95bFM: The Wednesday Wire with Paul Deady 17/12/08
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1230 – Gilbert Ullrich, NZ Pacific Business Council
A late-ish start to the show at half past 12 today when I'll be talking to (above). With the diplomatic stoush (brilliant word, that) between NZ and Fiji in full swing, there have been few voices calling for restraint. But Gilbert is one such voice. The NZPBC reckons the previous government's attitude to the Bainimarama's military regime was all wrong, and unless the new government starts to listen to Fiji, rather than tell them off, then trade worth around $300m is at risk. Ok then, how to get this particular ball rolling?
1245 – Sen. Christine Milne, Dep. Leader Australian Green Party
Then at 1245 I'll be speaking to (above). Earlier this week the Rudd government announced their targets for reducing greenhouse gas emissions They start with a mandatory 5% reduction below 2000 levels before 2020, with an extra 15% if the rest of the world can get its act together and come to an agreement. Environmentalists and the Greens have called the decision an "embarrassment", and Rudd was roundly heckled during the announcement. But PM Rudd reckons the targets are appropriate and responsible, and our own PM John Key says his government will move in much the same way. So, with Rudd basing a large part of his election platform on climate change, why has he announced such timid targets?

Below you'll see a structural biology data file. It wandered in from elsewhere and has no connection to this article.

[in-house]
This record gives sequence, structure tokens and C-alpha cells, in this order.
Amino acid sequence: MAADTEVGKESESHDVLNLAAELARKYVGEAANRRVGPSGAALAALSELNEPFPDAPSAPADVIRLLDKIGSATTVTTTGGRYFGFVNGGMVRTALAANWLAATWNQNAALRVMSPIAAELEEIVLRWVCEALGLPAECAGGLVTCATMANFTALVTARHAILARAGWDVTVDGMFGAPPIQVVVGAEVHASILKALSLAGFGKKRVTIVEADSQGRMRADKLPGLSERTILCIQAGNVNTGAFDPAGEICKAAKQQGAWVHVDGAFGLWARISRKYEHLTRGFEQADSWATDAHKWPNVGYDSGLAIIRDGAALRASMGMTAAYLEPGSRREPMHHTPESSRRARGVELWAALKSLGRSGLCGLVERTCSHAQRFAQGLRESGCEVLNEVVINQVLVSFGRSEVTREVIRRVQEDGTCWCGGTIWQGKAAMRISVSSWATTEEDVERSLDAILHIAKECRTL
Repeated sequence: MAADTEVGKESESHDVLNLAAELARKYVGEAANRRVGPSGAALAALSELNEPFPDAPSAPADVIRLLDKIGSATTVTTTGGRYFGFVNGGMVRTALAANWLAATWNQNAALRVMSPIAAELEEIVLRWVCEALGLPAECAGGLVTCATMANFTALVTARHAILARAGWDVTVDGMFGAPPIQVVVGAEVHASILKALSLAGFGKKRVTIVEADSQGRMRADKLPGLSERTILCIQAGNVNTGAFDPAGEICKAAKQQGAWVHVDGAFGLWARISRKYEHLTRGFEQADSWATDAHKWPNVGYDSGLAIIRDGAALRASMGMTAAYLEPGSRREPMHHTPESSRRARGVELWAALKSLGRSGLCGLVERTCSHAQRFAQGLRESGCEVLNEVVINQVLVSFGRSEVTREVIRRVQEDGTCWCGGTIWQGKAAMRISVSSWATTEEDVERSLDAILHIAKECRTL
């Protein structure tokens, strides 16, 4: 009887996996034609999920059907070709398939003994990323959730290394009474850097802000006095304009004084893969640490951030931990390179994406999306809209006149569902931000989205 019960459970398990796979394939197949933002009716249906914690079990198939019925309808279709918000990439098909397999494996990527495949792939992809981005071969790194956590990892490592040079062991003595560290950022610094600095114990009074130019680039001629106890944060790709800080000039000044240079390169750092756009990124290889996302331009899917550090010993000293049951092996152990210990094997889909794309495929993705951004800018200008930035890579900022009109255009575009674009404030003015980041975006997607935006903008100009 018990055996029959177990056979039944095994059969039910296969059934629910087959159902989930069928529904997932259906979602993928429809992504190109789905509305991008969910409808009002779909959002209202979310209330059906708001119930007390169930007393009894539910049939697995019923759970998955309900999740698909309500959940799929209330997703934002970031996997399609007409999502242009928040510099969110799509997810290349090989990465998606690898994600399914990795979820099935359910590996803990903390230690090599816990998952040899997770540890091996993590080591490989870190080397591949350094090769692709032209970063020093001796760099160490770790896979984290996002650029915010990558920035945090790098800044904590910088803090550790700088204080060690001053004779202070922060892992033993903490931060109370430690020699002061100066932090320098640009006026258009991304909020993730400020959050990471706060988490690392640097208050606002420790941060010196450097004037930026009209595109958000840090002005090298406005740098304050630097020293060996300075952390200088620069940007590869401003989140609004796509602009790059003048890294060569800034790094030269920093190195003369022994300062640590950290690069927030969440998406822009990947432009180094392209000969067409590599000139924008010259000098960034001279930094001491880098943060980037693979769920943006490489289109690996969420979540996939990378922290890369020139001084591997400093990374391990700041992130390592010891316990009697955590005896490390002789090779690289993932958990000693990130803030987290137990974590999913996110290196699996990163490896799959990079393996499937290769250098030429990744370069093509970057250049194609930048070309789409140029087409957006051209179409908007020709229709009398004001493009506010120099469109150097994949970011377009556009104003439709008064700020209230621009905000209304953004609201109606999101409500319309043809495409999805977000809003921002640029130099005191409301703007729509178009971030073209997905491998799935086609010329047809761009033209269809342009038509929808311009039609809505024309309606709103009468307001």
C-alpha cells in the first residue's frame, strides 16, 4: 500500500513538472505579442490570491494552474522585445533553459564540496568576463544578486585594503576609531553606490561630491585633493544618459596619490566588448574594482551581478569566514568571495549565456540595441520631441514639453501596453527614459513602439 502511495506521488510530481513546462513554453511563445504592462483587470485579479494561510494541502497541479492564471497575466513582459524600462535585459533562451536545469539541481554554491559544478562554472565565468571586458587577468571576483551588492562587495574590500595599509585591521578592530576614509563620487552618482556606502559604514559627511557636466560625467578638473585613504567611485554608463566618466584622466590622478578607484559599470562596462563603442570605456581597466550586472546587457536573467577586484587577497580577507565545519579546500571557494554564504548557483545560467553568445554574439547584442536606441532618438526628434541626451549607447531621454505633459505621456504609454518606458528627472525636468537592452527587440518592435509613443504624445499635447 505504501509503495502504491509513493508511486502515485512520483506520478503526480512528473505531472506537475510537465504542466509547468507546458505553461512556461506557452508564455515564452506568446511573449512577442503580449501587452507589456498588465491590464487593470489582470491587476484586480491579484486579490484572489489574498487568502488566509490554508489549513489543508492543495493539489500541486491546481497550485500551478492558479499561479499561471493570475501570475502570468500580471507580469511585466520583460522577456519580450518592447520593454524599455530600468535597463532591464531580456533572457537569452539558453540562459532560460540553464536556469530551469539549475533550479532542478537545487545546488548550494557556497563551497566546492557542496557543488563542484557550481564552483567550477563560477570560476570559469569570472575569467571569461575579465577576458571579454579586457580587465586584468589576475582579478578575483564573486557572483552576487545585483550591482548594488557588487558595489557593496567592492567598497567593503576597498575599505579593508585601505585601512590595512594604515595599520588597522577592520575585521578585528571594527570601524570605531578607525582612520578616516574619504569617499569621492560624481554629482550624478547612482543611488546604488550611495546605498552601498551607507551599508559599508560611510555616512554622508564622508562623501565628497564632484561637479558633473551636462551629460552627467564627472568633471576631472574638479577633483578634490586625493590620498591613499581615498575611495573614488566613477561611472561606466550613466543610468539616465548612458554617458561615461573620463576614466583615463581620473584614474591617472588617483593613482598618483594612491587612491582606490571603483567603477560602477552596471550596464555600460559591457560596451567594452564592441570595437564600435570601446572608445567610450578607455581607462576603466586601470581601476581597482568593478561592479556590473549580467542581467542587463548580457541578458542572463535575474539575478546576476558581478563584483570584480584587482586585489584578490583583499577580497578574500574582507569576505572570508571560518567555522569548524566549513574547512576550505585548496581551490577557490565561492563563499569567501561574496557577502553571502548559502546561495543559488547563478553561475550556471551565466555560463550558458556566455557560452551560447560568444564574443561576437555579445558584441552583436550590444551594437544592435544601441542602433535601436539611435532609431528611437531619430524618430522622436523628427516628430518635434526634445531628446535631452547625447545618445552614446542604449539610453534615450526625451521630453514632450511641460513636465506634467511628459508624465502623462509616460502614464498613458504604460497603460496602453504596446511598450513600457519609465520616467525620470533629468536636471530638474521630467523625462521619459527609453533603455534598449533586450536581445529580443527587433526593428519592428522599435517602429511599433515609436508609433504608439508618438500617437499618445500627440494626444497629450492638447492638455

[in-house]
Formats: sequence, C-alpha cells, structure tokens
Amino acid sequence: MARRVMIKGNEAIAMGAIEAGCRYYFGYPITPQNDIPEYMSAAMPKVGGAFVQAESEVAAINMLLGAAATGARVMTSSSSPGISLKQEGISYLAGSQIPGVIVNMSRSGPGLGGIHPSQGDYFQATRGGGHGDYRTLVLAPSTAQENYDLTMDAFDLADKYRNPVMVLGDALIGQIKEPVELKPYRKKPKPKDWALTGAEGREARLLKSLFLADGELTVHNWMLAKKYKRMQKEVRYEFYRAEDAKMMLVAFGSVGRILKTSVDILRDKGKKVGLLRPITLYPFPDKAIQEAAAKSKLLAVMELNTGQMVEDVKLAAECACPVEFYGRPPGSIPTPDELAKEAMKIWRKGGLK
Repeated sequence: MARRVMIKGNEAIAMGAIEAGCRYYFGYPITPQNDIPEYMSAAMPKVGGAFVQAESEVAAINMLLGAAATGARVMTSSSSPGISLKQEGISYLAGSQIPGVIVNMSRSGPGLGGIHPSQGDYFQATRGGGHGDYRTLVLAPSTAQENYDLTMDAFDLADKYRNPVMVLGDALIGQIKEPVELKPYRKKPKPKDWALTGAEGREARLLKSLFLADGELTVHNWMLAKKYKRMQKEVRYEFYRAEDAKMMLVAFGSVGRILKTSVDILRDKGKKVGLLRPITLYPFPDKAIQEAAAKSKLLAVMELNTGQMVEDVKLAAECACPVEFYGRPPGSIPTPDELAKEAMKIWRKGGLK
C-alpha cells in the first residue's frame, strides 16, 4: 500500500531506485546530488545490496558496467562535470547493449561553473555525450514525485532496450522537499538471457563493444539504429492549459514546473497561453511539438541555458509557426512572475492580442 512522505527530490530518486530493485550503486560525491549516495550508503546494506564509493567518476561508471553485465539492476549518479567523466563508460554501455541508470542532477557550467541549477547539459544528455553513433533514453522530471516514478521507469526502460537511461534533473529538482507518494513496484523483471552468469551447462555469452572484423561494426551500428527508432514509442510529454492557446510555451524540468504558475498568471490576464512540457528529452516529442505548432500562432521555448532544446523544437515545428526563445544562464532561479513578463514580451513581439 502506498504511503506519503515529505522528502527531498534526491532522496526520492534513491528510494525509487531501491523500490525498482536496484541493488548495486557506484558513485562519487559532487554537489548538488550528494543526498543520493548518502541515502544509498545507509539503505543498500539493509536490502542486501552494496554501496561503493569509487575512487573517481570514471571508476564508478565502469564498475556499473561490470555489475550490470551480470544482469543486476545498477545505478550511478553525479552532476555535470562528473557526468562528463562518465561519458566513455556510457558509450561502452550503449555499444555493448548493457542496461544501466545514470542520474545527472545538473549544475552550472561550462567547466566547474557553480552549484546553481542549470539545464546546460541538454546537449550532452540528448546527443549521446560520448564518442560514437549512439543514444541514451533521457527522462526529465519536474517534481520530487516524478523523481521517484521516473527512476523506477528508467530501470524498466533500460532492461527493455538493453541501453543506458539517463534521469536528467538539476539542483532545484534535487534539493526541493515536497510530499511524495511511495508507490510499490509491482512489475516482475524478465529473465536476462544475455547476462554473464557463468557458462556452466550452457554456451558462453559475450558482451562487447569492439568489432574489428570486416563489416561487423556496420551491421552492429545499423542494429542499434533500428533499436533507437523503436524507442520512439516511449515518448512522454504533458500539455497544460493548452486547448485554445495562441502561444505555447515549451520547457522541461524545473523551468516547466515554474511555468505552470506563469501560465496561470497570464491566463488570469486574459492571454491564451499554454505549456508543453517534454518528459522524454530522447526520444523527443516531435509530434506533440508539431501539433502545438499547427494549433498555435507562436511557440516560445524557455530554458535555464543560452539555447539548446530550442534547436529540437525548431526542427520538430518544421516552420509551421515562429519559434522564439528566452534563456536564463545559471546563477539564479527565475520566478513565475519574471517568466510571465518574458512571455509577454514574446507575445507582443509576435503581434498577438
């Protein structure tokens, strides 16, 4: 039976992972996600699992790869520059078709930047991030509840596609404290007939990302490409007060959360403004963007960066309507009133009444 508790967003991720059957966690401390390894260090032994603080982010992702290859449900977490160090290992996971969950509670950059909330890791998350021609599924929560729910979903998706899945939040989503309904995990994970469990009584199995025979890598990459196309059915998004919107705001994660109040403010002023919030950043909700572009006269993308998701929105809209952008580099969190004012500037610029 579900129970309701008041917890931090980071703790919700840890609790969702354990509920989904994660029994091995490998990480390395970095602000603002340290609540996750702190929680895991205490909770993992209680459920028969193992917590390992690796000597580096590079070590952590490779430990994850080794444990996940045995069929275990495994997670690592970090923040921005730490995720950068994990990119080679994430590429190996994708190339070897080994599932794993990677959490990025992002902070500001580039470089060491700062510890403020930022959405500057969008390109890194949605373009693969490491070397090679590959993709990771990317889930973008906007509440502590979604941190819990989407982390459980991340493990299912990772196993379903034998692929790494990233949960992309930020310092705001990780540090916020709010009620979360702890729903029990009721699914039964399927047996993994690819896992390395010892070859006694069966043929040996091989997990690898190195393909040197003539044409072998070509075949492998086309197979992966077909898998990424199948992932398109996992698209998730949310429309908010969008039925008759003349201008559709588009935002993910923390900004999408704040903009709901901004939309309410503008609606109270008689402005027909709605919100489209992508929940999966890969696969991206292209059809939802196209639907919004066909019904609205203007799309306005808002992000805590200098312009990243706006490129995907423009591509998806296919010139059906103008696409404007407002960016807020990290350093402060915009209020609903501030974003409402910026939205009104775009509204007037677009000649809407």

1320 – Counterclockwise
Kevin List steps in for the final counterclockwise of 2008 at 1320 today where he'll cast a squinty eye over the ups, downs and sideways-movements of the year, some of the more recent political developments from out nation's capital, and all the goodies we can look forward to in the year of our lord 2009.
1340 – Richard Ponting, CEO Lighting Council
And at 1340 I'll be talking about an issue which sort of neatly sums up the year: light bulbs. New Energy Resources minister Gerry Brownlee announced yesterday that the new government will overturn the ban on sales of incandescent light bulbs, and leave it to consumers to sort the matter. No surprises really, they campaigned against this kind of supposed Nanny-statism pretty hard. But was there even a ban? Labour says not, and regardless, are consumers likely to make the right decision when there's a lot of disinformation around the issue? I'll be speaking with (above) to hear how the industry body sees it.